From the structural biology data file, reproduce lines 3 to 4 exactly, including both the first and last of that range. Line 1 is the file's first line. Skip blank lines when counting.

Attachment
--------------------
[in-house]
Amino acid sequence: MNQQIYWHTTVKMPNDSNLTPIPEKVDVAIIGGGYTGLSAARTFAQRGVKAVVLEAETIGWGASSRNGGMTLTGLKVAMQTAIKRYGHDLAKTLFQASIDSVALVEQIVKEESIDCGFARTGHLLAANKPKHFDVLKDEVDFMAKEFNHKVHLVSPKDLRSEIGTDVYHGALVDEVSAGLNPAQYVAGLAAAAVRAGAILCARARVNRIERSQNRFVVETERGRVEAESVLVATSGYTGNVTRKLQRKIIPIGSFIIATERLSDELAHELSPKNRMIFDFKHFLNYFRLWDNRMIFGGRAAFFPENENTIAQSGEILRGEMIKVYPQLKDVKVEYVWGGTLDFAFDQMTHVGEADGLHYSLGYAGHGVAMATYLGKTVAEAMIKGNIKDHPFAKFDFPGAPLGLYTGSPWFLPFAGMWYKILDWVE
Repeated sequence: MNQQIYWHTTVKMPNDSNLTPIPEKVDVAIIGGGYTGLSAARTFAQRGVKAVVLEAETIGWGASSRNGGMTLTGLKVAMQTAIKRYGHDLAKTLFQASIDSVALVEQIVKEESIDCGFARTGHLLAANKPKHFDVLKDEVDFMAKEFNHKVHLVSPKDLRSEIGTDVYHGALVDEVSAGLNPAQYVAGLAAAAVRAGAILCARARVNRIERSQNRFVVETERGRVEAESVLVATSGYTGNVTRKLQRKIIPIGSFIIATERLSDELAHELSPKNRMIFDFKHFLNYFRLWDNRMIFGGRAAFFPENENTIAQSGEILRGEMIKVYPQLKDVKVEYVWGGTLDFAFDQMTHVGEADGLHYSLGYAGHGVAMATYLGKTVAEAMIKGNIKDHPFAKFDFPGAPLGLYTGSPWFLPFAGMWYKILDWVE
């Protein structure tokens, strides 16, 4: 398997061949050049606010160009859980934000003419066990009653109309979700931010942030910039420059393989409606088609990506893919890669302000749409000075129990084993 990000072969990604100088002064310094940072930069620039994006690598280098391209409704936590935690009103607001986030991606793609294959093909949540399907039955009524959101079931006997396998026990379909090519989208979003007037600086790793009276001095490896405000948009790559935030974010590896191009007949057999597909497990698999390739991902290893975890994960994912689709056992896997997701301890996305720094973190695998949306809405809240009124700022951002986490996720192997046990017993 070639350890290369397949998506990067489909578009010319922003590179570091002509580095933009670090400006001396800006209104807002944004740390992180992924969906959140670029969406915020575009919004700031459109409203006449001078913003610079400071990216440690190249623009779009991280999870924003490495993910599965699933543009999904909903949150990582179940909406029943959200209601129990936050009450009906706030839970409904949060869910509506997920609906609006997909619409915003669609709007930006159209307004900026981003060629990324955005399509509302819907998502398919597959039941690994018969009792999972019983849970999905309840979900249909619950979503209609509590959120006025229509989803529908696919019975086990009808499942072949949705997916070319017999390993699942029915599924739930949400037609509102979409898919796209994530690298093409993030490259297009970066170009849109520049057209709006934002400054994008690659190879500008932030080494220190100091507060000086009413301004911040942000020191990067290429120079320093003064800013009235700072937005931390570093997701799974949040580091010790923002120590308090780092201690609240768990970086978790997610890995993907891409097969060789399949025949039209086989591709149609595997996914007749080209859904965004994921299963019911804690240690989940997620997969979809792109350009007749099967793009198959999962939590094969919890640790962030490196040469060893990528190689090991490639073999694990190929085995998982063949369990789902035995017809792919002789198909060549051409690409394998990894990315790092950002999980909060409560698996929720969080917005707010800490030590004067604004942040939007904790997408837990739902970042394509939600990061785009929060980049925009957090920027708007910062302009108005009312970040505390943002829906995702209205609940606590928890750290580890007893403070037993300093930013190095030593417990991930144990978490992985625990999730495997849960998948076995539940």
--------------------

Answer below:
Repeated sequence: MNQQIYWHTTVKMPNDSNLTPIPEKVDVAIIGGGYTGLSAARTFAQRGVKAVVLEAETIGWGASSRNGGMTLTGLKVAMQTAIKRYGHDLAKTLFQASIDSVALVEQIVKEESIDCGFARTGHLLAANKPKHFDVLKDEVDFMAKEFNHKVHLVSPKDLRSEIGTDVYHGALVDEVSAGLNPAQYVAGLAAAAVRAGAILCARARVNRIERSQNRFVVETERGRVEAESVLVATSGYTGNVTRKLQRKIIPIGSFIIATERLSDELAHELSPKNRMIFDFKHFLNYFRLWDNRMIFGGRAAFFPENENTIAQSGEILRGEMIKVYPQLKDVKVEYVWGGTLDFAFDQMTHVGEADGLHYSLGYAGHGVAMATYLGKTVAEAMIKGNIKDHPFAKFDFPGAPLGLYTGSPWFLPFAGMWYKILDWVE
């Protein structure tokens, strides 16, 4: 398997061949050049606010160009859980934000003419066990009653109309979700931010942030910039420059393989409606088609990506893919890669302000749409000075129990084993 990000072969990604100088002064310094940072930069620039994006690598280098391209409704936590935690009103607001986030991606793609294959093909949540399907039955009524959101079931006997396998026990379909090519989208979003007037600086790793009276001095490896405000948009790559935030974010590896191009007949057999597909497990698999390739991902290893975890994960994912689709056992896997997701301890996305720094973190695998949306809405809240009124700022951002986490996720192997046990017993 070639350890290369397949998506990067489909578009010319922003590179570091002509580095933009670090400006001396800006209104807002944004740390992180992924969906959140670029969406915020575009919004700031459109409203006449001078913003610079400071990216440690190249623009779009991280999870924003490495993910599965699933543009999904909903949150990582179940909406029943959200209601129990936050009450009906706030839970409904949060869910509506997920609906609006997909619409915003669609709007930006159209307004900026981003060629990324955005399509509302819907998502398919597959039941690994018969009792999972019983849970999905309840979900249909619950979503209609509590959120006025229509989803529908696919019975086990009808499942072949949705997916070319017999390993699942029915599924739930949400037609509102979409898919796209994530690298093409993030490259297009970066170009849109520049057209709006934002400054994008690659190879500008932030080494220190100091507060000086009413301004911040942000020191990067290429120079320093003064800013009235700072937005931390570093997701799974949040580091010790923002120590308090780092201690609240768990970086978790997610890995993907891409097969060789399949025949039209086989591709149609595997996914007749080209859904965004994921299963019911804690240690989940997620997969979809792109350009007749099967793009198959999962939590094969919890640790962030490196040469060893990528190689090991490639073999694990190929085995998982063949369990789902035995017809792919002789198909060549051409690409394998990894990315790092950002999980909060409560698996929720969080917005707010800490030590004067604004942040939007904790997408837990739902970042394509939600990061785009929060980049925009957090920027708007910062302009108005009312970040505390943002829906995702209205609940606590928890750290580890007893403070037993300093930013190095030593417990991930144990978490992985625990999730495997849960998948076995539940």